Over time, mammals have developed a symbiosis with microbes that are important inhabitants of the gastrointestinal tract (GIT) and also the mouth, skin and urogenital tract. In the GIT, the number of commensal microbes exceeds the total number of host cells by at least 10 times. The GIT microbes play a critical role in nutritional, developmental, defensive and physiological processes in the host. Recent evidence also suggests a role of the GIT microbes in metabolic phenotype and disease risk (e.g., obesity, metabolic syndrome) of the host. Proper balance is a key to maintaining GIT health.
A significant obstruction to studying microbial populations has been the lack of tools to identify and quantify microbial communities accurately and efficiently. Most of the current knowledge of microbial populations has been established by traditional cultivation methods that are not only laborious, time-consuming and often inaccurate, but also greatly limited in scope. However, recent advances in molecular-based techniques have resulted in a dramatic improvement in studying microbial communities. These DNA-based high-throughput technologies have enabled us to more clearly characterize the identity and metabolic activity of microbes living in the host and their association with health and diseases.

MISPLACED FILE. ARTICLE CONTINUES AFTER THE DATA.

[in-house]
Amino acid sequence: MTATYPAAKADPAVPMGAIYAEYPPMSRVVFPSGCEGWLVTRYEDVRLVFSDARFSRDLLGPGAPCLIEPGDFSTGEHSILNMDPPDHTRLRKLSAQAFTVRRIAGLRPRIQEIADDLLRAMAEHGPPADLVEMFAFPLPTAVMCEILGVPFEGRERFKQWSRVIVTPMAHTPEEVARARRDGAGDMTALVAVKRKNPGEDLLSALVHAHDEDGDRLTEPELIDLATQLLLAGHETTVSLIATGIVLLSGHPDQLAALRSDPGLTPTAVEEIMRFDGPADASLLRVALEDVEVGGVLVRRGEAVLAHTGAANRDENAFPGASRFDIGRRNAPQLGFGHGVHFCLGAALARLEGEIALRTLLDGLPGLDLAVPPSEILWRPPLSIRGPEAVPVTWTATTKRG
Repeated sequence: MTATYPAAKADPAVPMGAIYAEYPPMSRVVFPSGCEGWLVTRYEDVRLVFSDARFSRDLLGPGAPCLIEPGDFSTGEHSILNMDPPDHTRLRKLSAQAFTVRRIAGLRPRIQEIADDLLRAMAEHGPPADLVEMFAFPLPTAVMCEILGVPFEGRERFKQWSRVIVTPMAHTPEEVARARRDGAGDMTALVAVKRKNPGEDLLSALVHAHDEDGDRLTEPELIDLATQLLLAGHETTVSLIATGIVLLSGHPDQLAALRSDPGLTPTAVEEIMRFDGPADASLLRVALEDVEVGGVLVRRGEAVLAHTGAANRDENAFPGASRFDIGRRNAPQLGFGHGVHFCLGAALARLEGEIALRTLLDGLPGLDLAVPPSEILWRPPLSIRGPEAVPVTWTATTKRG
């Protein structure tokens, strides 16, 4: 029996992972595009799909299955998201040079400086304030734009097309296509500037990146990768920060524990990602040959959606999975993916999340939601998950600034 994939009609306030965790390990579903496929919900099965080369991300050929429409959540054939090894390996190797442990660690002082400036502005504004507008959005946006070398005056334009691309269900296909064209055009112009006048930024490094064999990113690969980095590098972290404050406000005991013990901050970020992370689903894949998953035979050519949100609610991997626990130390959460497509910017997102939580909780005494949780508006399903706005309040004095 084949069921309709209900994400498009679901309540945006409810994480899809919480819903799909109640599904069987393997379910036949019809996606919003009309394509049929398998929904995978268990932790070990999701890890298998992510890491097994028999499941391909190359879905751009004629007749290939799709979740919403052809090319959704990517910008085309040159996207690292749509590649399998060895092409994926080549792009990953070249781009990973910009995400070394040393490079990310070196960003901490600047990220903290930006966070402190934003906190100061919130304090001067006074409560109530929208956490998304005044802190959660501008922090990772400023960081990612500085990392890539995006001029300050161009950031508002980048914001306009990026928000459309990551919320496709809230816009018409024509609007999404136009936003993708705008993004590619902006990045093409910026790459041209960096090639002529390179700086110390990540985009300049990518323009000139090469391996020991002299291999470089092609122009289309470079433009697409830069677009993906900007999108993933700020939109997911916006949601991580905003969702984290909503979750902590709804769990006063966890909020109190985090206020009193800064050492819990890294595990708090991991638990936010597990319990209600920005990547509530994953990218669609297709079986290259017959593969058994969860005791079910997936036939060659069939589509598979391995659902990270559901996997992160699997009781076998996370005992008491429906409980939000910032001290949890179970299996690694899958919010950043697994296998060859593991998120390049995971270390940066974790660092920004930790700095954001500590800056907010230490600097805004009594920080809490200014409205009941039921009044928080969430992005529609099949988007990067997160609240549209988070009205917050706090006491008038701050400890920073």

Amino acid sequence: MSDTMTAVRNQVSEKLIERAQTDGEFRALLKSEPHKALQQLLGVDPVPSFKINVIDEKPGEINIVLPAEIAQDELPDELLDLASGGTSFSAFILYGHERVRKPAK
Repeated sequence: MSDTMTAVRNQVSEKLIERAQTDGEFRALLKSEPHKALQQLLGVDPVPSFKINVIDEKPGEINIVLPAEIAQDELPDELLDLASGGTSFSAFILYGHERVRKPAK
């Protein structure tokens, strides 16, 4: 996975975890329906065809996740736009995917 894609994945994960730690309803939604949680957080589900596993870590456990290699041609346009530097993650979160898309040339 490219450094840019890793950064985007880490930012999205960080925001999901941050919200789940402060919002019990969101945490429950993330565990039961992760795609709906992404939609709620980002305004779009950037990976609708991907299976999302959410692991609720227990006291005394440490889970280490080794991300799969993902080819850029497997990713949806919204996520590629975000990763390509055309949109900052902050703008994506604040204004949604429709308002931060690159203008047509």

Despite this recent progress, published data pertaining to microbial communities of dogs and cats are still lacking compared to humans and other animals. More research is required to provide a more detailed description of the canine and feline microbiome and its role in health and disease.
New shelter data casts doubt on whether the pet population and pet ownership are truly growing.
While the pandemic caused unprecedented suffering worldwide in 2020, the disruptions to dogs, cats and other pets adoption numbers may normalize in 2021.